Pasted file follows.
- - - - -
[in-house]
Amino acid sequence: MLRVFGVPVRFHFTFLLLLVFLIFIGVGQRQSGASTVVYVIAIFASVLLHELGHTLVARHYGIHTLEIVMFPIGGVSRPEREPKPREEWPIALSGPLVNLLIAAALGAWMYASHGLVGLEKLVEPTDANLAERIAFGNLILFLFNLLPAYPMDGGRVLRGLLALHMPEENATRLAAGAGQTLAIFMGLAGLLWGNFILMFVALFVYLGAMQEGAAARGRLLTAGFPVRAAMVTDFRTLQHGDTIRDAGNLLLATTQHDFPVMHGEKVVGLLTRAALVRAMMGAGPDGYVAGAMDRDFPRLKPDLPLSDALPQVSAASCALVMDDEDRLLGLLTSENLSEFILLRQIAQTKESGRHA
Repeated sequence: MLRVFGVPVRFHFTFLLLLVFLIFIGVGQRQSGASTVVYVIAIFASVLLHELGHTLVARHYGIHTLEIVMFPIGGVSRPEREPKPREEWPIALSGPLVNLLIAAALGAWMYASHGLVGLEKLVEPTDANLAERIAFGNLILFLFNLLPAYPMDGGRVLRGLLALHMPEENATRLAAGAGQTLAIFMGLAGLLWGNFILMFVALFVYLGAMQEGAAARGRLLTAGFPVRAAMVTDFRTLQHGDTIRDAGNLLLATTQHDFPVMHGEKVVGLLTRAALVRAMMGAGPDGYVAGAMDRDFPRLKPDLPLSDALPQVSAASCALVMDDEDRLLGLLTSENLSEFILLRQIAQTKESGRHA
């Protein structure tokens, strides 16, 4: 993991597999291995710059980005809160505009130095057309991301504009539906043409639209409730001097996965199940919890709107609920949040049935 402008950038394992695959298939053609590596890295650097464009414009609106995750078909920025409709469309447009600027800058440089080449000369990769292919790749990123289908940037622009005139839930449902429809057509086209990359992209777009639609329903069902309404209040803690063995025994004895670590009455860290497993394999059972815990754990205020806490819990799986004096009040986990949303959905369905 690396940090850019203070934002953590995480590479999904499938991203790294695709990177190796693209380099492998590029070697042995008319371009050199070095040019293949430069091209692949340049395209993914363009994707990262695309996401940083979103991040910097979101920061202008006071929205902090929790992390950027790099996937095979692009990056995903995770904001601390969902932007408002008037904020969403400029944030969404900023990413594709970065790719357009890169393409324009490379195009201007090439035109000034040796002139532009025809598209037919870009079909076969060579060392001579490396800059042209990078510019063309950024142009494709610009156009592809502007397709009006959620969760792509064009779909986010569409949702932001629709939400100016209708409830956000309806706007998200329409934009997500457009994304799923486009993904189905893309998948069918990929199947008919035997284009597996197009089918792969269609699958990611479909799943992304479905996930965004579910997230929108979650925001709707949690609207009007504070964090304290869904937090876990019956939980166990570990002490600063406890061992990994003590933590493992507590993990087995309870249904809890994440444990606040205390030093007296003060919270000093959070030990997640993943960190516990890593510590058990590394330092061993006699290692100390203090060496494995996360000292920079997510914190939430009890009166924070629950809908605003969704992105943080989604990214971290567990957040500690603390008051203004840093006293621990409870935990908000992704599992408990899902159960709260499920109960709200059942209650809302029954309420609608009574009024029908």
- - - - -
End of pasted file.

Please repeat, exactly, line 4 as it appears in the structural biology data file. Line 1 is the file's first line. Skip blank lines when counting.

């Protein structure tokens, strides 16, 4: 993991597999291995710059980005809160505009130095057309991301504009539906043409639209409730001097996965199940919890709107609920949040049935 402008950038394992695959298939053609590596890295650097464009414009609106995750078909920025409709469309447009600027800058440089080449000369990769292919790749990123289908940037622009005139839930449902429809057509086209990359992209777009639609329903069902309404209040803690063995025994004895670590009455860290497993394999059972815990754990205020806490819990799986004096009040986990949303959905369905 690396940090850019203070934002953590995480590479999904499938991203790294695709990177190796693209380099492998590029070697042995008319371009050199070095040019293949430069091209692949340049395209993914363009994707990262695309996401940083979103991040910097979101920061202008006071929205902090929790992390950027790099996937095979692009990056995903995770904001601390969902932007408002008037904020969403400029944030969404900023990413594709970065790719357009890169393409324009490379195009201007090439035109000034040796002139532009025809598209037919870009079909076969060579060392001579490396800059042209990078510019063309950024142009494709610009156009592809502007397709009006959620969760792509064009779909986010569409949702932001629709939400100016209708409830956000309806706007998200329409934009997500457009994304799923486009993904189905893309998948069918990929199947008919035997284009597996197009089918792969269609699958990611479909799943992304479905996930965004579910997230929108979650925001709707949690609207009007504070964090304290869904937090876990019956939980166990570990002490600063406890061992990994003590933590493992507590993990087995309870249904809890994440444990606040205390030093007296003060919270000093959070030990997640993943960190516990890593510590058990590394330092061993006699290692100390203090060496494995996360000292920079997510914190939430009890009166924070629950809908605003969704992105943080989604990214971290567990957040500690603390008051203004840093006293621990409870935990908000992704599992408990899902159960709260499920109960709200059942209650809302029954309420609608009574009024029908």